Microbial proteases and their industrial applications

Microbial proteases and their industrial applications

Proteases are enzymes characterised by their ability to hydrolyse peptide bonds. These proteins are ubiquitous among eukaryotic and prokaryotic organisms and consequently possess a great degree of variation in structure, action and function within an organism.  There are many different characterisations of proteases. Proteases are classified by the constituents of their active site, which also dictates the proteolytic mechanism used to sever peptide bonds. Proteases are also characterised by the locus at which the enzyme attacks the substrate, endoproteases are able to break peptide bonds found internally within the polypeptide whereas exo-proteases hydrolyse bonds found at either the N or C terminal. They have been found to play essential roles in digestion, hormone and protein maturation, haemostasis, immunity, sporulation, virulence, and differentiation. Two thirds of all industrial enzymes produced are proteases.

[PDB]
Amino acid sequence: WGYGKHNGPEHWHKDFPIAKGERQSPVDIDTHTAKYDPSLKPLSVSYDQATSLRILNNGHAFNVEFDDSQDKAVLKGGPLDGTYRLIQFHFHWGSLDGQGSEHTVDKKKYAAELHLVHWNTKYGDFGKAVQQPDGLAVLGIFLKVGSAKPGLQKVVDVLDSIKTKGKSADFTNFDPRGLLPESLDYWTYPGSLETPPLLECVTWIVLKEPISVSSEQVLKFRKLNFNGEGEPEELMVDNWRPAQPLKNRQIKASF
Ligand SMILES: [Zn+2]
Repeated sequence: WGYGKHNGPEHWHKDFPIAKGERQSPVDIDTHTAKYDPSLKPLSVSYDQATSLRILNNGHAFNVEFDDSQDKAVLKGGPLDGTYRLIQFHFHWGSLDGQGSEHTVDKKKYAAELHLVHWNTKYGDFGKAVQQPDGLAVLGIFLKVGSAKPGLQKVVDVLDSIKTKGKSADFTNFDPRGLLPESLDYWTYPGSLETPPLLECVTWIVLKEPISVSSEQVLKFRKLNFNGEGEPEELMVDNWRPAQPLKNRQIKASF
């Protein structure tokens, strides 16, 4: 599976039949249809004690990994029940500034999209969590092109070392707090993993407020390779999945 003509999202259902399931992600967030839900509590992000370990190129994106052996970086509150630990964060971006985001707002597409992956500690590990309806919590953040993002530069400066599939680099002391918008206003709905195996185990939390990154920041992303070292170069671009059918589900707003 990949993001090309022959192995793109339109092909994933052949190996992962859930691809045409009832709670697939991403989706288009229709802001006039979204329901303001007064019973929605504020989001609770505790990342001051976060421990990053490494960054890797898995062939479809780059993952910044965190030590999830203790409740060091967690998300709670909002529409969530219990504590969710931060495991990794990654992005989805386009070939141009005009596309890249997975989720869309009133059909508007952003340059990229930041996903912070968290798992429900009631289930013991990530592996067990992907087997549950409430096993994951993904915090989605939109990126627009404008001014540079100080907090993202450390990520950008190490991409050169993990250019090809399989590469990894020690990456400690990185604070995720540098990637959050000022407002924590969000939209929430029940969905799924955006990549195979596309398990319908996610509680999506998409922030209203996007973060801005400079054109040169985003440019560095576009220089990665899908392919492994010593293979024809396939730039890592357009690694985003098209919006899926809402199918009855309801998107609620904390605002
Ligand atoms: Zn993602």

Due to their ability to secrete enzymes readily and their ease of growth, microbes provide the main source of proteases. A great majority of these enzymes are used in detergents, however proteases can be found in many different industrial processes. Proteases used in detergents all originated from Bascillus subtilis. Optimisation of these subtilin proteases have resulted in greater heat and pH stability and a more generic action, because of this they are often used for a model of protein engineering. Many of the subtilin detergent proteases have been designed by random and site directed mutagenesis. Another area of development is the identification of new wild strains that produce alkaline proteases particularly within pyschrophiles, whereby natural selection will have decreased the optimal temperature of the enzymes to work at lower temperatures. The benefit of detergents containing these proteases is that lower wash temperatures can be used, reducing any negative economical and environmental impacts.

The textile industry also relies upon the action of microbial processes. Within the leather, silk and wool industries the uses of microbial proteases are found in key stages of manufacture. They are also heavily involved within the meat, soy, baking and cheese industry. Applications of proteases can be found throughout various fields and industries, including waste management, pharmaceuticals and research.

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